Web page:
Sanaa International Airport:Where time stood still [Archives:2004/765/Viewpoint]

August 19 2004

Sanaa International Airport was built in the 1970s with the aim of serving the limited number of travelers per year. Its capacity, services, and design were specified to meet the needs of a very small country with a few planes and handful of flights per week. It was more or less suitable for a country whose population rarely saw a plane flying, and less than 0.01% could even imagine flying on one.
Around three decades later, the airport remains the same. It has remained without expansion or improvement for more than 30 years. In fact, it has deteriorated in all aspects as it was poorly maintained and terribly managed.
Today, the airport is, with no exaggeration, a disgrace to our country. We claim to have developed in all aspects and fields, yet we have failed until today, to even add one extra room to this important symbol of our country's progress and identity.
Airports are among the first places that formulate the impressions of international visitors. In our case, Sanaa International Airport has become a negative symbol of our country. From the first moment, you are lined up for long hours waiting for your passport to be stamped in the immigration hall, to the harassment you receive by children insisting to carry your bags for you (for an often exaggerated cost), the whole experience of going through the airport is – for many people I know – simply a nightmare.
It is very difficult for foreigners to understand why the government has been neglecting the airport for so many years. They find it quite astonishing to see the carelessness in maintaining toilets, or the rude behavior of the military soldiers who continue to carry their pistols and firearms inside the small rooms.
I have even heard stories of those soldiers outnumbering the travelers on some occasions.
Nevertheless, I fell hopeful when I see the transit hall, with its elegant design, clean toilets, Internet services, and entertainment facilities. Realizing that these transit rooms have been totally managed by Yemen Airways, I expressed gratitude and respect to the national carrier, but at the same time, requested that the airline exerts greater pressure on the government to have this airport renovated or even rebuilt.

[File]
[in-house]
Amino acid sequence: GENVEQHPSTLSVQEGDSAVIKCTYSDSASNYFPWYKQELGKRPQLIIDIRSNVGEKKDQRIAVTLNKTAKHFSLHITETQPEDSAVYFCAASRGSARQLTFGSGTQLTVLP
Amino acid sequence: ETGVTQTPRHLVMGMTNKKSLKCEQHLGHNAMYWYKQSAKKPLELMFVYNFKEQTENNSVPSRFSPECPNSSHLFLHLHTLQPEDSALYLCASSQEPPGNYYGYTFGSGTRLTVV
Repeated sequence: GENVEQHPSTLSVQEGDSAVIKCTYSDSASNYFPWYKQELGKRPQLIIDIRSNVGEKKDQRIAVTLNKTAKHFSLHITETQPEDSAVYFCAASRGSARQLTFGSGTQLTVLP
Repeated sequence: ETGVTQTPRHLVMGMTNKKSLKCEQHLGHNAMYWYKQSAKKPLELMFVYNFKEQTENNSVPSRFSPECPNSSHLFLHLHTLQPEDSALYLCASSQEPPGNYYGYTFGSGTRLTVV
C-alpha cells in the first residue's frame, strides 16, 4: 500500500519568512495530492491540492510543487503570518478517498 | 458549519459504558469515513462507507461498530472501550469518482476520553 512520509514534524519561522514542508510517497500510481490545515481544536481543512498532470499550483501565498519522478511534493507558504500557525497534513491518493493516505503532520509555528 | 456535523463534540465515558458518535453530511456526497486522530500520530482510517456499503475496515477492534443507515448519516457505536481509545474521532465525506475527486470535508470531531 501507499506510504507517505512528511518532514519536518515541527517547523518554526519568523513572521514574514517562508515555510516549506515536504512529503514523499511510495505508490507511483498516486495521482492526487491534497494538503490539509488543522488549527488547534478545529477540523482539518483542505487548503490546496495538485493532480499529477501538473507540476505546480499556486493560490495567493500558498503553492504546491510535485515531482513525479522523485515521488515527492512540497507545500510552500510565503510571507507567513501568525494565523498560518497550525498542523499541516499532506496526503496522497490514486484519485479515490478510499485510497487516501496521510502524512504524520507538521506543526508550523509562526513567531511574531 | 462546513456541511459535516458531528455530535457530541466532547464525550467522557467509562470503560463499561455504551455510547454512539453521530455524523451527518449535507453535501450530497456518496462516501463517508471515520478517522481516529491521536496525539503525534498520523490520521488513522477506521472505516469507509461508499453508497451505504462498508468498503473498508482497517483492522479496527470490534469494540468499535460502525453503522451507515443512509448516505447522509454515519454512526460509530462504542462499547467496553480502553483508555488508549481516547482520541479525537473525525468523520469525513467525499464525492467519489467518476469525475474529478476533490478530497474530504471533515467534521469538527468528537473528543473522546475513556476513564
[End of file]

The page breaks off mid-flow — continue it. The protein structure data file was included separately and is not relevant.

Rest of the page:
“As you know, Yemenia doesn't have any authority on the government concerning the airport. They said it is their business and we cannot interfere. It is a pity to see that this building has never been improved since the 1970s. I just hope that they would allow Yemenia to take over its management and then hold us accountable afterwards” said Captain Abdulkhaliq Al-Qadhi, Chairman of Yemenia, when asked why the airline doesn't exert greater pressure on the government to modernize the airport.
It is fine for us to preserve historical areas such as Old Sanaa, Shiban and elsewhere, but to preserve an out-dated airport is completely unacceptable.
How can we expect to have more tourists if it takes an hour for travelers to clear immigration, and if you see travelers almost jumping on one another when taking in their bags or moving in the halls?
It is amazing how Sana'a International Airport remains with so little attention, as if it doesn't exist. I still can't figure out why it has been abandoned for so long.
Looking at one of the walls of the waiting hall I found a hint. It was a wall clock on one of the arrival hall walls. It was stuck, with no motion. Only God knows for how many years it has stayed there with dead batteries. But it is not surprising, after all, our airport is the place where time stood still!